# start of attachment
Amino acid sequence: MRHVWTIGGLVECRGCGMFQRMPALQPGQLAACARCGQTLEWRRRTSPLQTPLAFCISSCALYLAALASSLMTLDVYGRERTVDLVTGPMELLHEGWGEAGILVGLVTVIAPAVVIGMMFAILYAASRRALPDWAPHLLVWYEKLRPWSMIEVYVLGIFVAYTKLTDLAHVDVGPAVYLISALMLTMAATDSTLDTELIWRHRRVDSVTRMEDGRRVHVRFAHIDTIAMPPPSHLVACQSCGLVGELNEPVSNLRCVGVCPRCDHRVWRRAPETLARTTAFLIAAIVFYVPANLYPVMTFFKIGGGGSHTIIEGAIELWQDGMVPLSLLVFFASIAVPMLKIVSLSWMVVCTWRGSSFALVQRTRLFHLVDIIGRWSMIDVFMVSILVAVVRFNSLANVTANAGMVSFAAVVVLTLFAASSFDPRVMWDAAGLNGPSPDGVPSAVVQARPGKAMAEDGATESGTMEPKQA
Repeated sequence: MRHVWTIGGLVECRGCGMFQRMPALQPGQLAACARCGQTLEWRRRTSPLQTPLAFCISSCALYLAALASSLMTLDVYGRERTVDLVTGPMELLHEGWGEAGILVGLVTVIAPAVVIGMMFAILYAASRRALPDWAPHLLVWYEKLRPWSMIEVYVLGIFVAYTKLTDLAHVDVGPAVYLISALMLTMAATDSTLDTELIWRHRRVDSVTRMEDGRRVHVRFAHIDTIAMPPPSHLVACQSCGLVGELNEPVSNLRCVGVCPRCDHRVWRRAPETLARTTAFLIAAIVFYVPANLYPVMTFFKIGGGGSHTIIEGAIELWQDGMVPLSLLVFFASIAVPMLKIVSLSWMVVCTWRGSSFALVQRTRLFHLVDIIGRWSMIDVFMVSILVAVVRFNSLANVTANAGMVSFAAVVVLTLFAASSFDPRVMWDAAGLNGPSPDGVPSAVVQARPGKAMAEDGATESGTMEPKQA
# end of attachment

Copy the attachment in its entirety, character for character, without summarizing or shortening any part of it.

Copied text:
Amino acid sequence: MRHVWTIGGLVECRGCGMFQRMPALQPGQLAACARCGQTLEWRRRTSPLQTPLAFCISSCALYLAALASSLMTLDVYGRERTVDLVTGPMELLHEGWGEAGILVGLVTVIAPAVVIGMMFAILYAASRRALPDWAPHLLVWYEKLRPWSMIEVYVLGIFVAYTKLTDLAHVDVGPAVYLISALMLTMAATDSTLDTELIWRHRRVDSVTRMEDGRRVHVRFAHIDTIAMPPPSHLVACQSCGLVGELNEPVSNLRCVGVCPRCDHRVWRRAPETLARTTAFLIAAIVFYVPANLYPVMTFFKIGGGGSHTIIEGAIELWQDGMVPLSLLVFFASIAVPMLKIVSLSWMVVCTWRGSSFALVQRTRLFHLVDIIGRWSMIDVFMVSILVAVVRFNSLANVTANAGMVSFAAVVVLTLFAASSFDPRVMWDAAGLNGPSPDGVPSAVVQARPGKAMAEDGATESGTMEPKQA
Repeated sequence: MRHVWTIGGLVECRGCGMFQRMPALQPGQLAACARCGQTLEWRRRTSPLQTPLAFCISSCALYLAALASSLMTLDVYGRERTVDLVTGPMELLHEGWGEAGILVGLVTVIAPAVVIGMMFAILYAASRRALPDWAPHLLVWYEKLRPWSMIEVYVLGIFVAYTKLTDLAHVDVGPAVYLISALMLTMAATDSTLDTELIWRHRRVDSVTRMEDGRRVHVRFAHIDTIAMPPPSHLVACQSCGLVGELNEPVSNLRCVGVCPRCDHRVWRRAPETLARTTAFLIAAIVFYVPANLYPVMTFFKIGGGGSHTIIEGAIELWQDGMVPLSLLVFFASIAVPMLKIVSLSWMVVCTWRGSSFALVQRTRLFHLVDIIGRWSMIDVFMVSILVAVVRFNSLANVTANAGMVSFAAVVVLTLFAASSFDPRVMWDAAGLNGPSPDGVPSAVVQARPGKAMAEDGATESGTMEPKQA